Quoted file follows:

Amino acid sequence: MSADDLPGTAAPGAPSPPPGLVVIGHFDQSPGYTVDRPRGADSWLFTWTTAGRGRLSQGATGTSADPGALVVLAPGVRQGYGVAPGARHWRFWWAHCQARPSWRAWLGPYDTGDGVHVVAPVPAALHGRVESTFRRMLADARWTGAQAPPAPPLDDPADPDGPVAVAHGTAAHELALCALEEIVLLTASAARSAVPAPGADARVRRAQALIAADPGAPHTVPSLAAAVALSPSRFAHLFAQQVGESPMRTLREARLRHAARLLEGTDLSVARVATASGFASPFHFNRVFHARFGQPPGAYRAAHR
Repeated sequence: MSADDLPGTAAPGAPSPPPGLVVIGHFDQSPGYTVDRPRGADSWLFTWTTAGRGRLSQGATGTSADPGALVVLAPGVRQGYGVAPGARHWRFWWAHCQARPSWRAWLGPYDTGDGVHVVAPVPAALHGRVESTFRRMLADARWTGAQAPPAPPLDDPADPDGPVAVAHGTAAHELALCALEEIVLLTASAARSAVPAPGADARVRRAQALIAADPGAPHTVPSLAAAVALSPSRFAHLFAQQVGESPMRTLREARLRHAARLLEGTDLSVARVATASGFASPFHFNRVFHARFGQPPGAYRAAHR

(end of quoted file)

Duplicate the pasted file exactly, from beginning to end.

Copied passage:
Amino acid sequence: MSADDLPGTAAPGAPSPPPGLVVIGHFDQSPGYTVDRPRGADSWLFTWTTAGRGRLSQGATGTSADPGALVVLAPGVRQGYGVAPGARHWRFWWAHCQARPSWRAWLGPYDTGDGVHVVAPVPAALHGRVESTFRRMLADARWTGAQAPPAPPLDDPADPDGPVAVAHGTAAHELALCALEEIVLLTASAARSAVPAPGADARVRRAQALIAADPGAPHTVPSLAAAVALSPSRFAHLFAQQVGESPMRTLREARLRHAARLLEGTDLSVARVATASGFASPFHFNRVFHARFGQPPGAYRAAHR
Repeated sequence: MSADDLPGTAAPGAPSPPPGLVVIGHFDQSPGYTVDRPRGADSWLFTWTTAGRGRLSQGATGTSADPGALVVLAPGVRQGYGVAPGARHWRFWWAHCQARPSWRAWLGPYDTGDGVHVVAPVPAALHGRVESTFRRMLADARWTGAQAPPAPPLDDPADPDGPVAVAHGTAAHELALCALEEIVLLTASAARSAVPAPGADARVRRAQALIAADPGAPHTVPSLAAAVALSPSRFAHLFAQQVGESPMRTLREARLRHAARLLEGTDLSVARVATASGFASPFHFNRVFHARFGQPPGAYRAAHR